Description

I run an up-and-coming YouTube tech channel known as TechFox. I built my first computer back in 2016 and learned a lot from that experience. My workflow has evolved and my video production requirements reached a point where I needed to upgrade my hardware. I didn't want to make any compromises so I started saving my YouTube and Amazon revenue for over a year. I finally purchased my components in December of 2018 and assembled everything in January of 2019. I've built 8 computers for family and friends since 2016. Some of these PCs were water-cooled but I've never attempted a custom rigid loop until now. This project was a labor of love and I enjoyed every minute of it. Hopefully you do too!

Build Video

CPU: 9900k

My workload on my PC is about 60% video editing, 20% general desktop use, 10% gaming, and 10% homework. I use the adobe suite and all my research indicates that the i9 9900k is the best option. I considered the AMD competition for Premiere but Photoshop seems to prefer Intel by a significant amount. The ability to use hardware encoding with the integrated graphics was also a contributing factor for choosing team blue.

Motherboard: MSI MPG Z390M Gaming Edge

There were only 3 realistic options for motherboards for the 9900k in the Micro ATX form factor. The MSI Gaming Edge was the most feature-rich and, honestly, the best-looking. I know the ASUS Gene exists but, as far as I'm aware, isn't coming to North America. It's also incredibly overpriced.

Memory: Corsair Vengeance RGB Pro @3000MHz (4 x 16)

Aside from the CPU, the memory was my next-largest improvement. Coming from 32Gb, running at 2133MHz, this new kit from Corsair is a huge upgrade. I like to implement motion graphics and specialized effects with Adobe After Effects. Unfortunately, the amount of time it took to edit and render those effects previously made it not worthwhile. After Effects is one of those programs that will use every ounce of RAM you can throw at it.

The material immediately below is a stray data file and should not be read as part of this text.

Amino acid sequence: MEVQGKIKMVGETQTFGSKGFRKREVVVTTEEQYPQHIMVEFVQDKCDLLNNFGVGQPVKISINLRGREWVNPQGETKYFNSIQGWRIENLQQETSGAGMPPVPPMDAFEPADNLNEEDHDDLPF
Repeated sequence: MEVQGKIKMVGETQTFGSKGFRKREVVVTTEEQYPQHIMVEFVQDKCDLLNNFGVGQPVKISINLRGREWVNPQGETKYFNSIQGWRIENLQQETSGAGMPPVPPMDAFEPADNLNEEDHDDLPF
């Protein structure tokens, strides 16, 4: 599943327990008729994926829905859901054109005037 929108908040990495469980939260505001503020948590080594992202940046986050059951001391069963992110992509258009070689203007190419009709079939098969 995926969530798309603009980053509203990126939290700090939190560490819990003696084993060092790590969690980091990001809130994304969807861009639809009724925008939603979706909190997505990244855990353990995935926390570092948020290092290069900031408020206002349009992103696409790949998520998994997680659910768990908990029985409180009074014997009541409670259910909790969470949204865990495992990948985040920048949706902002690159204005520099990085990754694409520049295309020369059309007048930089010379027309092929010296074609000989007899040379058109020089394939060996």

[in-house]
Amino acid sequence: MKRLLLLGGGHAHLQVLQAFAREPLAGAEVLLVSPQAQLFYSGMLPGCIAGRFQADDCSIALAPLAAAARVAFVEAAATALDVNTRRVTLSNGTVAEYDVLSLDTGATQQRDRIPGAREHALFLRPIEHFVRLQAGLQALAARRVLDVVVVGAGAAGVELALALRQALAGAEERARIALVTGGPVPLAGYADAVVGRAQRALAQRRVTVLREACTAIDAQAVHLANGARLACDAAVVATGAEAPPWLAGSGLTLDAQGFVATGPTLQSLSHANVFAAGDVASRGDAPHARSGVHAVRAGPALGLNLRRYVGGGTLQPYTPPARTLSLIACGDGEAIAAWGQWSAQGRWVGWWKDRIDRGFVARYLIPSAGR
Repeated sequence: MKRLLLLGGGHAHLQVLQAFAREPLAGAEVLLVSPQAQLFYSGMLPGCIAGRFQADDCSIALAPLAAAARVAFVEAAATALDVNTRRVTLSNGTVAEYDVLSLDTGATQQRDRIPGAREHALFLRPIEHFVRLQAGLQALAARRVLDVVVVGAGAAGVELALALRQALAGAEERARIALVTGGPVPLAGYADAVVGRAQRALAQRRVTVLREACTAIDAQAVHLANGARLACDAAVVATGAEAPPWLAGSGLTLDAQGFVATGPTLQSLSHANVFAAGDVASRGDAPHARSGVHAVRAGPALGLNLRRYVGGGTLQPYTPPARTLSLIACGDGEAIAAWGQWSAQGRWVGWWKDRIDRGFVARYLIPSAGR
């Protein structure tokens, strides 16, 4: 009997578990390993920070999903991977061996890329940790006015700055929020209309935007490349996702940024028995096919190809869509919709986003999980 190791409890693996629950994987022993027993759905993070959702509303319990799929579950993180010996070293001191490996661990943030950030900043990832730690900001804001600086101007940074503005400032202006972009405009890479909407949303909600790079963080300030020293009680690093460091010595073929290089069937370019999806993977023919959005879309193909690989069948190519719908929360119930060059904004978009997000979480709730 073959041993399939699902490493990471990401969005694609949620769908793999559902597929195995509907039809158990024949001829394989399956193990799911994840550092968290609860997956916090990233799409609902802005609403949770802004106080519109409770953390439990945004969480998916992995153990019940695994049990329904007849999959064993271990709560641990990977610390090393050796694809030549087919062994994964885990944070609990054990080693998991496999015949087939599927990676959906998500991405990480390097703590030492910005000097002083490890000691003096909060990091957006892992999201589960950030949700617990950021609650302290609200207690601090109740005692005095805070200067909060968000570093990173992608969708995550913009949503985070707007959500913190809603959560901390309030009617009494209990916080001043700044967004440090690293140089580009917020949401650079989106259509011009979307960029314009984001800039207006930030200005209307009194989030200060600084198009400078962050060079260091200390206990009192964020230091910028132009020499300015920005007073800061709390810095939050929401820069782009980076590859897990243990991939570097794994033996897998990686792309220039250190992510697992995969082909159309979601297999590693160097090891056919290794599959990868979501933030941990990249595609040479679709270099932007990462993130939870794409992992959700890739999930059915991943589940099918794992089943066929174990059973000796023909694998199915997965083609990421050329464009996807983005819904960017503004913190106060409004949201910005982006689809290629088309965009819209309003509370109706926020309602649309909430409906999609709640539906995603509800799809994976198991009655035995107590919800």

Storage: 500Gb Samsung 970 Evo (x1) and 1Tb Samsung 860 Evo (x2)

I organized my storage according to the recommendations of Puget machines. My fastest drive stores my active projects, media, and scratch disks. One of the 1Tb SATA drives is for my OS and programs. One of the 1Tb SATA drives is for completed projects and games. I want to eventually buy a large QVO 4Tb drive from Samsung as a dedicated game drive, but that will have to come later.

Video Card: PNY GTX 1080 TI

For a while I was set on buying the new RTX 2080, but it just isn't a good value proposition. For this reason, I picked up a very lightly used 1080 TI for $500. Gaming benchmarks seem to have them basically on par across the board. Some video production benchmarks actually seem to favor the larger 11Gb VRAM capacity of the 1080 TI anyway. Of course, I could have stepped up to a 2080 TI for an extra $700, but I'd only see a marginal increase in video production capabilities. My 1440p 75Hz monitor is already basically maxed out by the 1080 TI for gaming so a 2080 TI would be complete overkill.

Case: Corsair Crystal 280x RGB

With my first PC build, I used a case that was much larger than I needed. This time around I wanted to reclaim my desk real estate and also give myself a bit of a challenge. I found a good deal on the 280X RGB which comes pre-loaded with 2 LL120 fans and a lighting node pro.

Power Supply: EVGA Supernova G3 850W

I recognize that 850w is probably overkill but I selected this PSU for a reason. This new G3 series is smaller than the outgoing G2 series and I need every spare millimeter I can get behind the motherboard tray. This PSU also has an "ECO" mode that will keep the fans off until it gets warm enough to need to kick on. Hopefully, this extra wattage overhead means it won't ever have to spin up. While increased performance was my primary goal with this new PC, less noise was a close second.